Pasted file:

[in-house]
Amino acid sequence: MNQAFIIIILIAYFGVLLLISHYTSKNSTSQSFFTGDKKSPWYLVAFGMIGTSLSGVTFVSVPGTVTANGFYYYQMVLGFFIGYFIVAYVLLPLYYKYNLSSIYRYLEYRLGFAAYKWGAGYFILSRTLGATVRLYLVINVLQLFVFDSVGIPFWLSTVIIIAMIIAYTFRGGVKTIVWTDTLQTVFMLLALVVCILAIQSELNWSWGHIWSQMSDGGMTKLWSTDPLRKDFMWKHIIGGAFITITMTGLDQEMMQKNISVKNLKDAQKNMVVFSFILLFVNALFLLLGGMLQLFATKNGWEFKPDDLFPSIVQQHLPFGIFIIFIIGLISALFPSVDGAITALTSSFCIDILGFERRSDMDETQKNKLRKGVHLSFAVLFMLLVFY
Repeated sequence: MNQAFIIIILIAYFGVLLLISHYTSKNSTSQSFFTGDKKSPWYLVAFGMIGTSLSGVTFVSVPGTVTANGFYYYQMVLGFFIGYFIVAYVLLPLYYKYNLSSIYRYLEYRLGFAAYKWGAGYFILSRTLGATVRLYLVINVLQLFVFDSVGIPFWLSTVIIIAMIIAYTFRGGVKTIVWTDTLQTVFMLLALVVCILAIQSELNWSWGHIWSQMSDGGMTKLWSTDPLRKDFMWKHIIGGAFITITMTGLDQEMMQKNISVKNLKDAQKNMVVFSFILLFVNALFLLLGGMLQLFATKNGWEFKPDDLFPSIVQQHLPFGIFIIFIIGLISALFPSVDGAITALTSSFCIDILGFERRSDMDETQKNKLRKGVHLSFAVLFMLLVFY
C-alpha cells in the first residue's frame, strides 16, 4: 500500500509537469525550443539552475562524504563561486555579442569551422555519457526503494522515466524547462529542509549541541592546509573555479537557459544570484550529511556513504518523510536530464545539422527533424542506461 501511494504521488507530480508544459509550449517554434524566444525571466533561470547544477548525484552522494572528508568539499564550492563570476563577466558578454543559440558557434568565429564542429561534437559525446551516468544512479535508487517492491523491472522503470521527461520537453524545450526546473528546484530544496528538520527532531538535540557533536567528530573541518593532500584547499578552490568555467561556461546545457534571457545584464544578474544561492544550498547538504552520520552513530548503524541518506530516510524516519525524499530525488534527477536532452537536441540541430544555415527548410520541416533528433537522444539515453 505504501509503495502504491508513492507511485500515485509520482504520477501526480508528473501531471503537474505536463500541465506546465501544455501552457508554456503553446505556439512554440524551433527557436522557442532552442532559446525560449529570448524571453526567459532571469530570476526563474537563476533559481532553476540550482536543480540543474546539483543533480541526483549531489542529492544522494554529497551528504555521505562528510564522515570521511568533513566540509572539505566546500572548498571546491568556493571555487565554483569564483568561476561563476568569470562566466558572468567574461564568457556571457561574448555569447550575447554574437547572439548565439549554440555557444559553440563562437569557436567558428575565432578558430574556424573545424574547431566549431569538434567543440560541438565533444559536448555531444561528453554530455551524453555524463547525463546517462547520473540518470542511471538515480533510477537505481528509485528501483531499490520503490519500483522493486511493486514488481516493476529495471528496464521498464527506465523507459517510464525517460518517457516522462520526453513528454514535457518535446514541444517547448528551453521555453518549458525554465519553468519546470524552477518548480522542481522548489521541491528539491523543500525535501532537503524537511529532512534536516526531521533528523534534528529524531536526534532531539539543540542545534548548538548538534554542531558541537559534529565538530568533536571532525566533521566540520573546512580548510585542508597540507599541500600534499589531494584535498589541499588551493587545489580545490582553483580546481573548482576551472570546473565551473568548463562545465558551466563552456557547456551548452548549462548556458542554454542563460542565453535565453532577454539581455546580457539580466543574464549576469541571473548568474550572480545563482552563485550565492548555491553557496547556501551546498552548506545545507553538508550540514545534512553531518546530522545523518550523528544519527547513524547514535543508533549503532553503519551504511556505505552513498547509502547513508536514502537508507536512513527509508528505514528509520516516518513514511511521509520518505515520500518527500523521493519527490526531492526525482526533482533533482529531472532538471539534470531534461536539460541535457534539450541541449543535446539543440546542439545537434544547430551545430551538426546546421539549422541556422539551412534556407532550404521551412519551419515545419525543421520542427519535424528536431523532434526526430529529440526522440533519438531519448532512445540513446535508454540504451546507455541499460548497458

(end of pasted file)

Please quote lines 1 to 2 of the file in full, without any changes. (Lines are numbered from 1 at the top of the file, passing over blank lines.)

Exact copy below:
[in-house]
Amino acid sequence: MNQAFIIIILIAYFGVLLLISHYTSKNSTSQSFFTGDKKSPWYLVAFGMIGTSLSGVTFVSVPGTVTANGFYYYQMVLGFFIGYFIVAYVLLPLYYKYNLSSIYRYLEYRLGFAAYKWGAGYFILSRTLGATVRLYLVINVLQLFVFDSVGIPFWLSTVIIIAMIIAYTFRGGVKTIVWTDTLQTVFMLLALVVCILAIQSELNWSWGHIWSQMSDGGMTKLWSTDPLRKDFMWKHIIGGAFITITMTGLDQEMMQKNISVKNLKDAQKNMVVFSFILLFVNALFLLLGGMLQLFATKNGWEFKPDDLFPSIVQQHLPFGIFIIFIIGLISALFPSVDGAITALTSSFCIDILGFERRSDMDETQKNKLRKGVHLSFAVLFMLLVFY